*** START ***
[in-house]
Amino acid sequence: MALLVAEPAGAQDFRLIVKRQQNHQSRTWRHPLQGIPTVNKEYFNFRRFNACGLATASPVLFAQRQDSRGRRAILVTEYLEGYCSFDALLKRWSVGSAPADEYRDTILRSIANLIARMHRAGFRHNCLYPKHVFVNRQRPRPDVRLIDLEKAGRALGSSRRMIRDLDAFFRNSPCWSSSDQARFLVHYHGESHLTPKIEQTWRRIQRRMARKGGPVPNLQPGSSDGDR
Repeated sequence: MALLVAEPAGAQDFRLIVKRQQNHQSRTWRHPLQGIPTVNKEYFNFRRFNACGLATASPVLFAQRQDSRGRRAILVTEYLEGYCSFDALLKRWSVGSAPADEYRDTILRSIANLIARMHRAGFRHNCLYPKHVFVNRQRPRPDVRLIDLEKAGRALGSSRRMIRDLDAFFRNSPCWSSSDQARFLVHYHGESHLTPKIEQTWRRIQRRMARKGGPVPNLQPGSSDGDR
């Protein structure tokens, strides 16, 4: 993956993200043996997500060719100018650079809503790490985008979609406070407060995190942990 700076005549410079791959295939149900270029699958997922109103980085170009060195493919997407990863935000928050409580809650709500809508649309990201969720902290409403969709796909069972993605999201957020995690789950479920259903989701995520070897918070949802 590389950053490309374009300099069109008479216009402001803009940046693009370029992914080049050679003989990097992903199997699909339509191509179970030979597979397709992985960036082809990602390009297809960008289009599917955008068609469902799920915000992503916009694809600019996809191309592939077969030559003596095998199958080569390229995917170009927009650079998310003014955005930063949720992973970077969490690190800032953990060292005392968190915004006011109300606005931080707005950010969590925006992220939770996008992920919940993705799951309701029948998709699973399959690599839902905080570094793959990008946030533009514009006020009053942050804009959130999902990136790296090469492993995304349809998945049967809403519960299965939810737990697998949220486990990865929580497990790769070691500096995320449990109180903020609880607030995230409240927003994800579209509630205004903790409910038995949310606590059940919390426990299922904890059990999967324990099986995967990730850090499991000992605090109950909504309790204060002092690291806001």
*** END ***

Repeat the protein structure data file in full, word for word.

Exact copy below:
[in-house]
Amino acid sequence: MALLVAEPAGAQDFRLIVKRQQNHQSRTWRHPLQGIPTVNKEYFNFRRFNACGLATASPVLFAQRQDSRGRRAILVTEYLEGYCSFDALLKRWSVGSAPADEYRDTILRSIANLIARMHRAGFRHNCLYPKHVFVNRQRPRPDVRLIDLEKAGRALGSSRRMIRDLDAFFRNSPCWSSSDQARFLVHYHGESHLTPKIEQTWRRIQRRMARKGGPVPNLQPGSSDGDR
Repeated sequence: MALLVAEPAGAQDFRLIVKRQQNHQSRTWRHPLQGIPTVNKEYFNFRRFNACGLATASPVLFAQRQDSRGRRAILVTEYLEGYCSFDALLKRWSVGSAPADEYRDTILRSIANLIARMHRAGFRHNCLYPKHVFVNRQRPRPDVRLIDLEKAGRALGSSRRMIRDLDAFFRNSPCWSSSDQARFLVHYHGESHLTPKIEQTWRRIQRRMARKGGPVPNLQPGSSDGDR
């Protein structure tokens, strides 16, 4: 993956993200043996997500060719100018650079809503790490985008979609406070407060995190942990 700076005549410079791959295939149900270029699958997922109103980085170009060195493919997407990863935000928050409580809650709500809508649309990201969720902290409403969709796909069972993605999201957020995690789950479920259903989701995520070897918070949802 590389950053490309374009300099069109008479216009402001803009940046693009370029992914080049050679003989990097992903199997699909339509191509179970030979597979397709992985960036082809990602390009297809960008289009599917955008068609469902799920915000992503916009694809600019996809191309592939077969030559003596095998199958080569390229995917170009927009650079998310003014955005930063949720992973970077969490690190800032953990060292005392968190915004006011109300606005931080707005950010969590925006992220939770996008992920919940993705799951309701029948998709699973399959690599839902905080570094793959990008946030533009514009006020009053942050804009959130999902990136790296090469492993995304349809998945049967809403519960299965939810737990697998949220486990990865929580497990790769070691500096995320449990109180903020609880607030995230409240927003994800579209509630205004903790409910038995949310606590059940919390426990299922904890059990999967324990099986995967990730850090499991000992605090109950909504309790204060002092690291806001």